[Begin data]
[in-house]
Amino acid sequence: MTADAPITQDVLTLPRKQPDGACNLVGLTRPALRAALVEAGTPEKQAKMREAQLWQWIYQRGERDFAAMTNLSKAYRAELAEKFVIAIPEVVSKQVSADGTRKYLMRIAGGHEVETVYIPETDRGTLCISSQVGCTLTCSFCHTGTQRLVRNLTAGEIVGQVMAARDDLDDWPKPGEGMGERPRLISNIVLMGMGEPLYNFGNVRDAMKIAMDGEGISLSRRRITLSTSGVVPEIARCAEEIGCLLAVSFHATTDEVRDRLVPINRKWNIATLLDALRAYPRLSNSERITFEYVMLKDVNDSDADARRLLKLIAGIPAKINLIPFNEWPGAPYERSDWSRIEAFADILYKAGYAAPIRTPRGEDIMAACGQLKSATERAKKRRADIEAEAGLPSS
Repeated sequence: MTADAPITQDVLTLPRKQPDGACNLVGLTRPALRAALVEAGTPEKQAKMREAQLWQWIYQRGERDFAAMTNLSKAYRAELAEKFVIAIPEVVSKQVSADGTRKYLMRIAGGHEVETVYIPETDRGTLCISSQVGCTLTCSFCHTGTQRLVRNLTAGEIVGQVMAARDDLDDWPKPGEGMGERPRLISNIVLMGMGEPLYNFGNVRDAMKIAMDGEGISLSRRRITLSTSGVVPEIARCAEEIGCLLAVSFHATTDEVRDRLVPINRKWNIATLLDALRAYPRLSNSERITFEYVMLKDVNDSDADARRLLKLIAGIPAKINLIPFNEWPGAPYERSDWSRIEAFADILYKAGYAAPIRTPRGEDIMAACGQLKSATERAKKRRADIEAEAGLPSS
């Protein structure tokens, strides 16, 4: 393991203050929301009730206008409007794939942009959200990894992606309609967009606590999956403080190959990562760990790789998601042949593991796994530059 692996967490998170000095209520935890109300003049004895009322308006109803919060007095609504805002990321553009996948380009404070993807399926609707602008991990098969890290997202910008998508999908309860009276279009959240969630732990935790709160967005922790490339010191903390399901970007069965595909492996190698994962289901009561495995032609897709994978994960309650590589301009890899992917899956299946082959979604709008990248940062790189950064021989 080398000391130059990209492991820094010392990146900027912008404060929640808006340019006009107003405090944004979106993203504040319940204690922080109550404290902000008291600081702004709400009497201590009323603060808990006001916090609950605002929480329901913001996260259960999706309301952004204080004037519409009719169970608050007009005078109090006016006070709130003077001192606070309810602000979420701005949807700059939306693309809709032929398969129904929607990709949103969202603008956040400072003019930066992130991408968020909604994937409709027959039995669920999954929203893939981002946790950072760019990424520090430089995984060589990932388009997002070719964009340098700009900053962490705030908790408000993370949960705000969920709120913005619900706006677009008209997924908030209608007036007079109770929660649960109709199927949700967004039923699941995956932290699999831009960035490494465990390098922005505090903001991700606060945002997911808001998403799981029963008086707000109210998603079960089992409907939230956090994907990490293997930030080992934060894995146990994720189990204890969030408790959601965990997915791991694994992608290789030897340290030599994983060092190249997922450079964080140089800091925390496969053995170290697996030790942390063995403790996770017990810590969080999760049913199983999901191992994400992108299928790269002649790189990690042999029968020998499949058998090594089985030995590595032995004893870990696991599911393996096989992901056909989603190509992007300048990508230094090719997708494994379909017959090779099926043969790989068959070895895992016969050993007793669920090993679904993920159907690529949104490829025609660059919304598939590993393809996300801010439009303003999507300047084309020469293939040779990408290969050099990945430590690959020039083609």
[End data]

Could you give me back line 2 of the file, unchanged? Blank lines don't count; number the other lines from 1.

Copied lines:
Amino acid sequence: MTADAPITQDVLTLPRKQPDGACNLVGLTRPALRAALVEAGTPEKQAKMREAQLWQWIYQRGERDFAAMTNLSKAYRAELAEKFVIAIPEVVSKQVSADGTRKYLMRIAGGHEVETVYIPETDRGTLCISSQVGCTLTCSFCHTGTQRLVRNLTAGEIVGQVMAARDDLDDWPKPGEGMGERPRLISNIVLMGMGEPLYNFGNVRDAMKIAMDGEGISLSRRRITLSTSGVVPEIARCAEEIGCLLAVSFHATTDEVRDRLVPINRKWNIATLLDALRAYPRLSNSERITFEYVMLKDVNDSDADARRLLKLIAGIPAKINLIPFNEWPGAPYERSDWSRIEAFADILYKAGYAAPIRTPRGEDIMAACGQLKSATERAKKRRADIEAEAGLPSS